The Fee-Paid Judicial Pension Scheme (FPJPS)
The Fee-Paid Judicial Pension Scheme (FPJPS)

The following Pensions guidance note provides comprehensive and up to date legal information covering:

  • The Fee-Paid Judicial Pension Scheme (FPJPS)
  • Statutory framework
  • Why was the FPJPS introduced?
  • Unregistered tax status
  • Governance
  • Eligibility
  • What about periods of service before 7 April 2000?
  • What about past fee-paid service in overlapping or concurrent appointments?
  • Contributions
  • Benefit structure
  • more

FORTHCOMING DEVELOPMENT: Further to the judgment of the Court of Justice of the European Union in O Brien v Ministry of Justice on 7 November 2018 to the effect that the scheme membership entitlement of fee-paid judges extends to pre-7 April 2000 service, the Ministry of Justice intends to launch a consultation in spring 2020 on the changes required to reflect this judgment in the rules of the FPJPS. See: MoJ statement in fee-paid judicial litigation (December 2019).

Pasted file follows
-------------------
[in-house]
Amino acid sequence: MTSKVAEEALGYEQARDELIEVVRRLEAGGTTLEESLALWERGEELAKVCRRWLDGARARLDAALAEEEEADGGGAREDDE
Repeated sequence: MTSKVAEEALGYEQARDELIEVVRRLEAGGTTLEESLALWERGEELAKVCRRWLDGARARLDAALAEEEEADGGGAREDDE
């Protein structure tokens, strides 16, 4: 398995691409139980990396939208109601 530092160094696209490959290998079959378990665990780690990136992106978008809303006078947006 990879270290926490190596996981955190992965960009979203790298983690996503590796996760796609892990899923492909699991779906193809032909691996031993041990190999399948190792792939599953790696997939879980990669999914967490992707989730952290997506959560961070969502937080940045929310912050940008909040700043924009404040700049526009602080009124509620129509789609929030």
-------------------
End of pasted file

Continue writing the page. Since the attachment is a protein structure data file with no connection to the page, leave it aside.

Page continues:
Statutory framework

The Judicial Pension Scheme includes a number of judicial pension schemes.

Historically, there were:

  1. the Judicial Pension Scheme 1981 (JPS 1981). Salaried judges appointed before 31 March 1995 usually belong to this unfunded final salary scheme, which was established under the Judicial Pensions Act 1981

  2. the Judicial Pension Scheme 1993 (JPS 1993, alternatively known as JUPRA). Salaried judges appointed between 31 March 1995 and 31 March 2015 usually belong to this unfunded final salary scheme, which was established under the Judicial Pensions and Retirement Act 1993 (JPRA 1993). Note that there is a right of election to transfer from the JPS 1981 to the JPS 1993 at any time up to a date six months after retirement. For more information, see Practice Note: The Judicial Pension Scheme